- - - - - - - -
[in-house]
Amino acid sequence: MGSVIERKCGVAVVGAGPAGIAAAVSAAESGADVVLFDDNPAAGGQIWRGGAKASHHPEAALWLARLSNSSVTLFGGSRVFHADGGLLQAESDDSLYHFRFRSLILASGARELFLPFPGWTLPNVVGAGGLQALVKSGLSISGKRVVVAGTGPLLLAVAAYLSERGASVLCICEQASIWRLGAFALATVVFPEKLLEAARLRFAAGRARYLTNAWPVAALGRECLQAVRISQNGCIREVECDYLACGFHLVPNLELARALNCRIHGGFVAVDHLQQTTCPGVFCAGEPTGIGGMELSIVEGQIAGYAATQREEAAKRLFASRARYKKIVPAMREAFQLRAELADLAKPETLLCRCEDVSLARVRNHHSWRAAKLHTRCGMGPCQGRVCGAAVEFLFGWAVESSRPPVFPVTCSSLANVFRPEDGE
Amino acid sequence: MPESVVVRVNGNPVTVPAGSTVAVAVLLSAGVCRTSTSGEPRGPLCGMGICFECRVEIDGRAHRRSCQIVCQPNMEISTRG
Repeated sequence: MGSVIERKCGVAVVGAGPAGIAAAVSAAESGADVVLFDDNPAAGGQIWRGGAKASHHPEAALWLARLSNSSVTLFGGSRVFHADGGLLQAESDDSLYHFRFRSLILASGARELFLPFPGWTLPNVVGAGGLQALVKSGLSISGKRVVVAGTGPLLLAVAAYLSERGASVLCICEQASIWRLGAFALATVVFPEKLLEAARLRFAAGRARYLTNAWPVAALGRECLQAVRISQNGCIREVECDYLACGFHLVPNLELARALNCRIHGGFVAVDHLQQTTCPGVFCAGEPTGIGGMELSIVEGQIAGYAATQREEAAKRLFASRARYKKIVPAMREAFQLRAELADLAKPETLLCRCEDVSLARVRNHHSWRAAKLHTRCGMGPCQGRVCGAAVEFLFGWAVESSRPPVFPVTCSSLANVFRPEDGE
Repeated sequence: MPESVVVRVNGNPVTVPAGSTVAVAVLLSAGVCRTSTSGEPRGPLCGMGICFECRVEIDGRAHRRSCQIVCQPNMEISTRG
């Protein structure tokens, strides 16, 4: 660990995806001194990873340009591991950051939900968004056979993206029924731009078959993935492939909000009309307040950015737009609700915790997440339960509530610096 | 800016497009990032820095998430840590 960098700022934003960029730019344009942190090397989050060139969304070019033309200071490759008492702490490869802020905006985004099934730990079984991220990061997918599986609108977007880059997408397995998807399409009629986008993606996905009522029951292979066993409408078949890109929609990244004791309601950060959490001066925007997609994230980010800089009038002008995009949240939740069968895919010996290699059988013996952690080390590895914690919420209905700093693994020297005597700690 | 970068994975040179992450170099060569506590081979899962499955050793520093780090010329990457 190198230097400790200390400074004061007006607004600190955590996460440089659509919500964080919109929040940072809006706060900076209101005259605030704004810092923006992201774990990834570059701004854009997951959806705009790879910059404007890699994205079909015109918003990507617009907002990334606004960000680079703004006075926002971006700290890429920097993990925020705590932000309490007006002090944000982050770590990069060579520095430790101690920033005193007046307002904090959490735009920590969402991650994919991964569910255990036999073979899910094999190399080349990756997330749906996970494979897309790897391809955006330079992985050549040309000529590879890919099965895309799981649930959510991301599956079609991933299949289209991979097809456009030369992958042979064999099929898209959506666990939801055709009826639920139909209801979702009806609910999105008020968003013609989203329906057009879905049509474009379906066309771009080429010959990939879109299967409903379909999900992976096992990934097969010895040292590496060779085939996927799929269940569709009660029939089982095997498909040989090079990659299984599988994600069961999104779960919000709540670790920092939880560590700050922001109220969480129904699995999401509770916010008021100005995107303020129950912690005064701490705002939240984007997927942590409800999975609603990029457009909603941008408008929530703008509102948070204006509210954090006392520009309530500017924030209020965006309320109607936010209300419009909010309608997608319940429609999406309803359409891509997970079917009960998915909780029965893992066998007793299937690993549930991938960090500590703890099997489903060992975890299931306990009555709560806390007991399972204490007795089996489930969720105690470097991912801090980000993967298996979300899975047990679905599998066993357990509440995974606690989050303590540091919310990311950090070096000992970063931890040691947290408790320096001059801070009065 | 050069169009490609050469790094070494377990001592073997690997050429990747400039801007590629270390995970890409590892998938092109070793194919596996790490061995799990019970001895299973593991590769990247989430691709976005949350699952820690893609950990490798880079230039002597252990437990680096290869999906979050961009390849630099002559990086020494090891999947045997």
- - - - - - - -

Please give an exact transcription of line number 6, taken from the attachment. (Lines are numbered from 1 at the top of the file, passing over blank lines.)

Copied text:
């Protein structure tokens, strides 16, 4: 660990995806001194990873340009591991950051939900968004056979993206029924731009078959993935492939909000009309307040950015737009609700915790997440339960509530610096 | 800016497009990032820095998430840590 960098700022934003960029730019344009942190090397989050060139969304070019033309200071490759008492702490490869802020905006985004099934730990079984991220990061997918599986609108977007880059997408397995998807399409009629986008993606996905009522029951292979066993409408078949890109929609990244004791309601950060959490001066925007997609994230980010800089009038002008995009949240939740069968895919010996290699059988013996952690080390590895914690919420209905700093693994020297005597700690 | 970068994975040179992450170099060569506590081979899962499955050793520093780090010329990457 190198230097400790200390400074004061007006607004600190955590996460440089659509919500964080919109929040940072809006706060900076209101005259605030704004810092923006992201774990990834570059701004854009997951959806705009790879910059404007890699994205079909015109918003990507617009907002990334606004960000680079703004006075926002971006700290890429920097993990925020705590932000309490007006002090944000982050770590990069060579520095430790101690920033005193007046307002904090959490735009920590969402991650994919991964569910255990036999073979899910094999190399080349990756997330749906996970494979897309790897391809955006330079992985050549040309000529590879890919099965895309799981649930959510991301599956079609991933299949289209991979097809456009030369992958042979064999099929898209959506666990939801055709009826639920139909209801979702009806609910999105008020968003013609989203329906057009879905049509474009379906066309771009080429010959990939879109299967409903379909999900992976096992990934097969010895040292590496060779085939996927799929269940569709009660029939089982095997498909040989090079990659299984599988994600069961999104779960919000709540670790920092939880560590700050922001109220969480129904699995999401509770916010008021100005995107303020129950912690005064701490705002939240984007997927942590409800999975609603990029457009909603941008408008929530703008509102948070204006509210954090006392520009309530500017924030209020965006309320109607936010209300419009909010309608997608319940429609999406309803359409891509997970079917009960998915909780029965893992066998007793299937690993549930991938960090500590703890099997489903060992975890299931306990009555709560806390007991399972204490007795089996489930969720105690470097991912801090980000993967298996979300899975047990679905599998066993357990509440995974606690989050303590540091919310990311950090070096000992970063931890040691947290408790320096001059801070009065 | 050069169009490609050469790094070494377990001592073997690997050429990747400039801007590629270390995970890409590892998938092109070793194919596996790490061995799990019970001895299973593991590769990247989430691709976005949350699952820690893609950990490798880079230039002597252990437990680096290869999906979050961009390849630099002559990086020494090891999947045997």